While on a break in Donegal, James Fagan revisits snippets of his childhood and what exactly makes happy memories
Mountains, beaches, sunshine and rain. Hills, strands, pubs and golf courses. There are many places around the world that have all these things, yet to me there is only one place that truly captures their essence: a small little area on a quiet little peninsula in north-north-west Donegal, called Rosapenna. It has been a regular holiday destination throughout my childhood, be it in rented cottages or – if we decided to push the boat out – a weekend in the hotel.
I’m back up after almost three years, and the change is noticeable. There are more houses, more developments and changes to the layout of the golf course (a big deal, as you’ll find out in a moment). Seeing it really evoked a longing in my heart for those happy days, way back when.
I decide after having arrived to break off from my parents and go for a walk on Tramore, the beach where I threw tantrums if made walk it as a child. The walk takes me up over the original start to the golf course, now a track of dirt for a housing development which the recession has since flatlined. Yet as I round the bend to the beach I was sidelined by a freight train of nostalgia.
My nose fills with the woody smell of burning turf. Under my boots I feel the gravel path give way, after years of disuse and some heavy erosion. I look up and I can see the valley below, which makes up the front nine of the golf course (now with added clubhouse). As a child I would walk the course with my parents, enjoying the sun or listening to a tape on my brother’s Walkman I had borrowed (read ‘nicked’). I think it was one October lunchtime on the 5th hole that I defeated the Elite Four for the first time.
As I step down onto the beach the sand compresses, leaving gaping holes in the shape of my feet much like it would when I was three – or six, or ten, or all the other times I was here. Directly across from me there is a rocky outcrop of jet black igneous stone with yellow speckles. The rocks lie like petals, fallen haphazardly upon each other.
These rocks also hold special meaning; a whole summer full. Back in 1995 a heatwave crossed Ireland which coincided with our summer holiday. I think I spent pretty much all of those two weeks diving off the rocks into the sea, or exploring the rock pools with their red sea anemones. Yet now the rocks seem so much smaller; funny how the mind’s eye grows memories to larger than life.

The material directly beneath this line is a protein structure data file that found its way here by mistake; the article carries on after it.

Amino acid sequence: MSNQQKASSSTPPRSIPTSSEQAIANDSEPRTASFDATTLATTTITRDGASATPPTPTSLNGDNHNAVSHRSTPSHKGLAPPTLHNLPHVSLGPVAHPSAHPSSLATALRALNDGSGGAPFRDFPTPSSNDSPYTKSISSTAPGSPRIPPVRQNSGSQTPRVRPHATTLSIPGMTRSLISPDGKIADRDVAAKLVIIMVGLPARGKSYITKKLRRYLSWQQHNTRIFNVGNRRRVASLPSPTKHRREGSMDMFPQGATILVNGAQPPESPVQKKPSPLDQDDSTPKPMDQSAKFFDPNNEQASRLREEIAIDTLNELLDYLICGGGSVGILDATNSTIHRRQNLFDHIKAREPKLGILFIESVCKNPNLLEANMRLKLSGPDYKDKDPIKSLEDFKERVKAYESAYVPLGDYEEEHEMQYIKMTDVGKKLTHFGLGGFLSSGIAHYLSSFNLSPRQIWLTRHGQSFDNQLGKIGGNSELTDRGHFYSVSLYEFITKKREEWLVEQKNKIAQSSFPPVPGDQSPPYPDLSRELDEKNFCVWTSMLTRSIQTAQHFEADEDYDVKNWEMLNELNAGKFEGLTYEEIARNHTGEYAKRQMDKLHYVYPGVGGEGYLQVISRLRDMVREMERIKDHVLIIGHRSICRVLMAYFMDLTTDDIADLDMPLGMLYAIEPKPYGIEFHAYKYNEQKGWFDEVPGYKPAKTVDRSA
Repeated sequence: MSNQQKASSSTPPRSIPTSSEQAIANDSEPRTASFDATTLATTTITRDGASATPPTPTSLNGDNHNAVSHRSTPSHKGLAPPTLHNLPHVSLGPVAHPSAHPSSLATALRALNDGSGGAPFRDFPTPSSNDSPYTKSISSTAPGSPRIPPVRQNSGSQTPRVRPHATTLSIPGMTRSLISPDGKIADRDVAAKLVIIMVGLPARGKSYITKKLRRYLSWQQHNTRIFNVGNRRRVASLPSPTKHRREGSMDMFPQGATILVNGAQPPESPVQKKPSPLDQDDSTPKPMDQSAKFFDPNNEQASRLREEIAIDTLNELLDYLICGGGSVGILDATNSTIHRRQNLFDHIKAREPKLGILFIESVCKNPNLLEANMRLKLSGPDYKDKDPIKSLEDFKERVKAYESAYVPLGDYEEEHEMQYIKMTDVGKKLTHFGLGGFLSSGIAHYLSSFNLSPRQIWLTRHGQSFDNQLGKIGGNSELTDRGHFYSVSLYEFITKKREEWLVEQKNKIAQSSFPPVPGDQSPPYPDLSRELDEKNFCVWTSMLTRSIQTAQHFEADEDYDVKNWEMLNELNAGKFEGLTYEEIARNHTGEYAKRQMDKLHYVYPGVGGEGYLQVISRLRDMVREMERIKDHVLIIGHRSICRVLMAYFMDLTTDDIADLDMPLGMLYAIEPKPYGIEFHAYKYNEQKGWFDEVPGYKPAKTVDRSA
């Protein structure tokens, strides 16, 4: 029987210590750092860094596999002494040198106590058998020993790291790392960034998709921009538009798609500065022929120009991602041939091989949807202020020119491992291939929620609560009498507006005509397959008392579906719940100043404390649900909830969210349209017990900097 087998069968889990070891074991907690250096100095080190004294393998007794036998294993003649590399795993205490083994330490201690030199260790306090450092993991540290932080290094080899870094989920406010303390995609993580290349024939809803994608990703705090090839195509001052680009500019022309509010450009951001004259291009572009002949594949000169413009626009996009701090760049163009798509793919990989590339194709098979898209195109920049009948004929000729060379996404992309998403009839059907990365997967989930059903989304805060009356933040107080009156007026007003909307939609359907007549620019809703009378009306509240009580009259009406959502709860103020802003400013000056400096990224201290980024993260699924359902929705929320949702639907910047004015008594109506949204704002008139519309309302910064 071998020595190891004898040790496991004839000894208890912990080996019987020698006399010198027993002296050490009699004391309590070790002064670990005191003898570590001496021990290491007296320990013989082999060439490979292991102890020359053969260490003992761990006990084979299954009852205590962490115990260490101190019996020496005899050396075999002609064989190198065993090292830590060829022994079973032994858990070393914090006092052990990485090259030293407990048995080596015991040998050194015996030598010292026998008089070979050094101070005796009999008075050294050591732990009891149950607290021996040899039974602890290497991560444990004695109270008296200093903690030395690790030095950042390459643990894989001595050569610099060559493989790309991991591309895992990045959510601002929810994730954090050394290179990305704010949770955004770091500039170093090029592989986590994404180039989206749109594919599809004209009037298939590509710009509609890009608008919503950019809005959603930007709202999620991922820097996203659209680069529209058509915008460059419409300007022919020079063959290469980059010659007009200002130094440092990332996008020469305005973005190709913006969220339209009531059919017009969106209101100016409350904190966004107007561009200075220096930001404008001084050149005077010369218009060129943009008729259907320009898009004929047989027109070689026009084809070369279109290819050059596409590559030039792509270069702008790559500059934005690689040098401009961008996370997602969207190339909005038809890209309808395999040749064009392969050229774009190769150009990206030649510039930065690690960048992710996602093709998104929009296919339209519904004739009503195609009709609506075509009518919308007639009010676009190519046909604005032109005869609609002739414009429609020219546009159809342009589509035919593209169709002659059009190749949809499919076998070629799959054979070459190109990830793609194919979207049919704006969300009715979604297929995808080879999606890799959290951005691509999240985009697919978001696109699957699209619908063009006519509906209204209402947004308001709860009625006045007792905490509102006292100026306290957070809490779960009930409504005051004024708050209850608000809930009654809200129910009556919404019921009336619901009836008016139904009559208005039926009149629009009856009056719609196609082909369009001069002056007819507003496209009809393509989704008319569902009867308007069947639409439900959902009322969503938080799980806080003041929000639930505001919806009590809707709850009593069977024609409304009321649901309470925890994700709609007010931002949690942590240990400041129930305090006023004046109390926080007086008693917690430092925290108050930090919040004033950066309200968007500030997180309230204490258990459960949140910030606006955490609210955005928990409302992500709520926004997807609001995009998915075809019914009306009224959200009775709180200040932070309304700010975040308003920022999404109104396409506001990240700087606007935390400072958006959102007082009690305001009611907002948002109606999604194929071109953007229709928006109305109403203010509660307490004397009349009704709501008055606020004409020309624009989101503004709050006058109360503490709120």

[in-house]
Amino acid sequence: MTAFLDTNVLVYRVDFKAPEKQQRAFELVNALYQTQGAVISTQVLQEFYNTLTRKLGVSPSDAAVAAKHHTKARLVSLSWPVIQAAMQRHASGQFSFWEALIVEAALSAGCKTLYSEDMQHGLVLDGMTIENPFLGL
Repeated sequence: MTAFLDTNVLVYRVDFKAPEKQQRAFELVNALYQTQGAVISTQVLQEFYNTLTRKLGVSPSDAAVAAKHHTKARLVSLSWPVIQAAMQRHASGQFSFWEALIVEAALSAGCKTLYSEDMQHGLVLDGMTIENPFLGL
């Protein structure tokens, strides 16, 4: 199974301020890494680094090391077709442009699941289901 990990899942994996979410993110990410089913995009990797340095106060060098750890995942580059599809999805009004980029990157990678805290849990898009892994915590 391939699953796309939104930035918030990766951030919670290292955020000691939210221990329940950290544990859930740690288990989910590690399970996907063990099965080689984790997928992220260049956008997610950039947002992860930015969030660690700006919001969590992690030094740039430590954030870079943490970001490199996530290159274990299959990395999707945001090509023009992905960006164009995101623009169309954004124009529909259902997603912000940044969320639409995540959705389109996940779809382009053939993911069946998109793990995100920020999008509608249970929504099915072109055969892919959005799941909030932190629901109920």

My walk takes me along the beach stepping over arterial channels of water which run back to the lowering tide, crushing seashells and playing chicken with the incoming waves. Their roar is a better companion than any MP3 player ever could be. All around me I could see the landmarks of the area each holding its own memories: the forest park at Ards where I would go for picnics; the Capuchin Monastary beside it where I once met a Fr Pacificus, whose beard was almost waist length; and Muckish Mountain, covered with ice and snow, which reminded me of Glenveagh where one can also see the Mountain.
When I arrive back into the hotel I think back upon the walk I have taken – a literal trip down memory lane. While the moments are long gone, and the area changed from what it was, at its core it is still the same because I can look back into the past using that which is still there.
I think that when it comes to our lives, it is the little things within the larger picture which define whether we are happy – be they something simple such as beating a videogame or slightly more out of the ordinary like meeting an eccentric monk.
On this trip I visited Glenveagh again. Golden eagles were introduced to the park in 2002, and it had been my dream to see one. This trip I finally did; the ranger had one down to show off to visitors. That moment will become one of the little things I will remember with joy in later life.
Yet this philosophy of appreciating the little goals and mini adventures isn’t confined to holidays – it permeates our entire lives. This year in college I have taken on what some might call a masochistic level of extracurricular activities; however, these will ensure I have plenty of memories from college at the smaller, more personal level such as bantering in the Observer office or running a friend’s campaign for auditor. These will be the things which will weave together to create contentment when I look back on college, years from now. And looking back on my time with the Observer and in other places, I wouldn’t change a thing as the memories are awesome. See you in the funny pages.
This is an edited extract from James Fagan’s new blog, The Industrial. It is updated weekly and can be found at http://theindustrial.blogspot.com/.